“A very simple way to think about it is that we’ve seen a shift from tangible to intangible value in terms of corporate valuation. It used to be, back in the twentieth continuation, corporate value came from plants, buildings, machinery, cash assets. Now it comes from branding, network effects, stakeholder trust, R&D, IP. And so all of this basically means that stakeholder perceptions, public perceptions, employee perceptions are a far great proportion of corporate value than they used to be. And that largely accounts for the investor interest” in social and environmental metrics.

You can learn more about the Fortune Impact Initiative here. Other news below.

Alan Murray



Energy markets

The German government is reportedly considering nationalizing Uniper, the country’s biggest natural-gas importer, in which it already took a 30% stake earlier this year to stop it from collapsing and creating a Lehman Brothers effects in energy markets. Uniper still needs help staying afloat. Meanwhile, the European Commission now backs decoupling the effects of high gas prices on overall electricity prices, to allow consumers to “reap the benefits of low-cost renewables”—and also reckons the EU will raise over $140 billion from windfall taxes on energy firms’ profits. Bloomberg

Google fine

The EU General Court has broadly upheld a mega-fine imposed on Alphabet by antitrust enforcers several years ago. This, the first of a few big European losses for the company, was the case about Google abusing its position in the Android market. The court slightly reduced the record-breaking penalty from $4.34 billion to $4.125 billion, because its reasoning diverged a little from the European Commission’s, but Alphabet’s only hope now is to appeal to the EU Court of Justice on points of law. (Bonus read: South Korea just hit both Google and Meta with privacy fines.) Bloomberg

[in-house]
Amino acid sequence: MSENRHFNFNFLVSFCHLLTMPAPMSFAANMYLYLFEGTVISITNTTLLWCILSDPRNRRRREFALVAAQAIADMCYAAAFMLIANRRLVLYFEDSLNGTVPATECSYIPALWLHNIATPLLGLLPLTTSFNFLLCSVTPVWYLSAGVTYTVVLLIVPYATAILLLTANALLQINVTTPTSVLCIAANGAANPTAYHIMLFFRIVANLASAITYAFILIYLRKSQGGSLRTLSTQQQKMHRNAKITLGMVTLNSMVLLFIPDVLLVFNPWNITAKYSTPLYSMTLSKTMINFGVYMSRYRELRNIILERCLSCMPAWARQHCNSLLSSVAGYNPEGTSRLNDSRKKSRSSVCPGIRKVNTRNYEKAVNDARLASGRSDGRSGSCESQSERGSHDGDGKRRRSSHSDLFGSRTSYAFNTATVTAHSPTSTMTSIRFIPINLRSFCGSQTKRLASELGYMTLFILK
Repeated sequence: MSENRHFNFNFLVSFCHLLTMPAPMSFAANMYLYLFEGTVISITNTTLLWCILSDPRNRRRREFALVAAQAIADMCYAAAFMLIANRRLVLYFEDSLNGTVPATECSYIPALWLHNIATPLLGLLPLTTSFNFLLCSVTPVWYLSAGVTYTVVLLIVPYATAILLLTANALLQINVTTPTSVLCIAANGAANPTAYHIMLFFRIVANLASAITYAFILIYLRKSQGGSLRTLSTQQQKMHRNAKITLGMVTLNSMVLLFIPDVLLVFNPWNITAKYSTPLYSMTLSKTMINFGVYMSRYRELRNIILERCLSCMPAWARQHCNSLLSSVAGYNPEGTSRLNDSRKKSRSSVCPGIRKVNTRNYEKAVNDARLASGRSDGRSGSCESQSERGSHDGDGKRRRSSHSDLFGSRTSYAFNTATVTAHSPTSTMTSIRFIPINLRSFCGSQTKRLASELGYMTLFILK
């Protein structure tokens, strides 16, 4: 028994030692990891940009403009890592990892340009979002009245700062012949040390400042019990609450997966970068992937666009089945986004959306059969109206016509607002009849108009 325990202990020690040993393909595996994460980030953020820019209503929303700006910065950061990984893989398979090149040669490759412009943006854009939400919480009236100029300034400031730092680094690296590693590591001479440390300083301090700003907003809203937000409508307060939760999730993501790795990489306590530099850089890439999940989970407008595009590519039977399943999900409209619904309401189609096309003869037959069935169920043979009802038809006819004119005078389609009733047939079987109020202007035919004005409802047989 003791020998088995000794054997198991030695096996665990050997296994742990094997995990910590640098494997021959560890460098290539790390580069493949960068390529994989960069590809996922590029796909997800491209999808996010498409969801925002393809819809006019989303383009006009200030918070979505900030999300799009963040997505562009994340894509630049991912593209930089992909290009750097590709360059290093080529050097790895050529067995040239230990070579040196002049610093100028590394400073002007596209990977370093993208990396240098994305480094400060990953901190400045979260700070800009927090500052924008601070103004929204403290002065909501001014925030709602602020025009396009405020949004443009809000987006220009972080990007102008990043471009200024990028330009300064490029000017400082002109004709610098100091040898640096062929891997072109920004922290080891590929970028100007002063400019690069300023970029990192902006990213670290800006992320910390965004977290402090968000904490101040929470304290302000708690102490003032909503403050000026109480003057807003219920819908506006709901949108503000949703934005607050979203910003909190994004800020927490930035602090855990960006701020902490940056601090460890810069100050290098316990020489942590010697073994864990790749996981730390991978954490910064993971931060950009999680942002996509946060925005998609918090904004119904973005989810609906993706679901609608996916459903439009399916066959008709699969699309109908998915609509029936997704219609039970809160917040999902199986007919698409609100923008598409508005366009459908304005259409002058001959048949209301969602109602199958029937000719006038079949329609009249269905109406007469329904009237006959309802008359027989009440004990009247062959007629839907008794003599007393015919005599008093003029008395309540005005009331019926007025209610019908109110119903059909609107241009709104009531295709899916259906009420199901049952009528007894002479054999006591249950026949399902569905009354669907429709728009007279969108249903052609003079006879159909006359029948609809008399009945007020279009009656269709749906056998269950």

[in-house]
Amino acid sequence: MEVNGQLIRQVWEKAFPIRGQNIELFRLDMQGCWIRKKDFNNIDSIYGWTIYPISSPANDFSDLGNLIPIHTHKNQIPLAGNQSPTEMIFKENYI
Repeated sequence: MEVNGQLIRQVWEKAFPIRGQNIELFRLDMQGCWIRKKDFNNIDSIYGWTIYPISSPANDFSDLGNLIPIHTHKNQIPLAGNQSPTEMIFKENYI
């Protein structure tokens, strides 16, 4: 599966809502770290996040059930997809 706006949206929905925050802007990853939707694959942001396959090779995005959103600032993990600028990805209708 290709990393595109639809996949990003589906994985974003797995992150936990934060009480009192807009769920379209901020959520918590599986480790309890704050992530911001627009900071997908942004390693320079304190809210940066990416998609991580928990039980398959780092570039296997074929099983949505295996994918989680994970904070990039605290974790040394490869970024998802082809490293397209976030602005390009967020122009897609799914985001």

Xi emerges

Xi Jinping has traveled outside China for the first time in over two-and-a-half years, visiting Kazakhstan, with Uzbekistan—where he will meet with Russia’s President Putin and other regional leaders—next on the list. Xi’s diplomatic offensive comes weeks before a pivotal meeting of the Communist Party, at which he is likely to win another five-year term as president. New York Times


Terraform Labs co-founder Do Kwon hit with arrest warrant related to Terra unraveling behind crypto rout, by Bloomberg

Climate change and the energy crisis are powering the comeback of a 1970s technology now being installed in 40% of new U.S. homes, by David Meyer

Michael Saylor unveils a new Bitcoin bet—and the strangest part is that the math could actually work for shareholders, by Shawn Tully

A DARPA grant inspired MIT scientists to build a desalinator the size of a briefcase that turns seawater into drinking water, by Ian Mount

Uber’s CEO thinks inflation may be encouraging more drivers to join the ride-hailing platform, as ‘life is getting more expensive’, by Nicholas Gordon

This edition of CEO Daily was edited by David Meyer.